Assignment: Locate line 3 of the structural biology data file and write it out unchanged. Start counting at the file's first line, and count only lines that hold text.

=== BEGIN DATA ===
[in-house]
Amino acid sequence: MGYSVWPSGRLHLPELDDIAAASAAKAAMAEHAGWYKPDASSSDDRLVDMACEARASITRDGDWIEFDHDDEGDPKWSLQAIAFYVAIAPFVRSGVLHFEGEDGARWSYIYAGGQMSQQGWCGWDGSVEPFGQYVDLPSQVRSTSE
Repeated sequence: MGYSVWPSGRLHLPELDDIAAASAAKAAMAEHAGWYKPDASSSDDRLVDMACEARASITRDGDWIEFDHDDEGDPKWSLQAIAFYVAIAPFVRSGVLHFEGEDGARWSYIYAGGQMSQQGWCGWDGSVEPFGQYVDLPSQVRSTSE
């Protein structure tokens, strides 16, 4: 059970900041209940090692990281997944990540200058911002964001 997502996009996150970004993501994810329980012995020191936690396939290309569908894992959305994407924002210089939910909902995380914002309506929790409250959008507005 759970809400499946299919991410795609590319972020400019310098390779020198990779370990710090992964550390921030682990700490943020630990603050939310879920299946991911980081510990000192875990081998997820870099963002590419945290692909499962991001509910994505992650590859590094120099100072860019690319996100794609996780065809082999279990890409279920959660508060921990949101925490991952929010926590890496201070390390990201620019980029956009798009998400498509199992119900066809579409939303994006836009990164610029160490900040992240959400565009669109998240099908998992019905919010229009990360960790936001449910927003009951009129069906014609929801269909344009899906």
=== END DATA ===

Repeated sequence: MGYSVWPSGRLHLPELDDIAAASAAKAAMAEHAGWYKPDASSSDDRLVDMACEARASITRDGDWIEFDHDDEGDPKWSLQAIAFYVAIAPFVRSGVLHFEGEDGARWSYIYAGGQMSQQGWCGWDGSVEPFGQYVDLPSQVRSTSE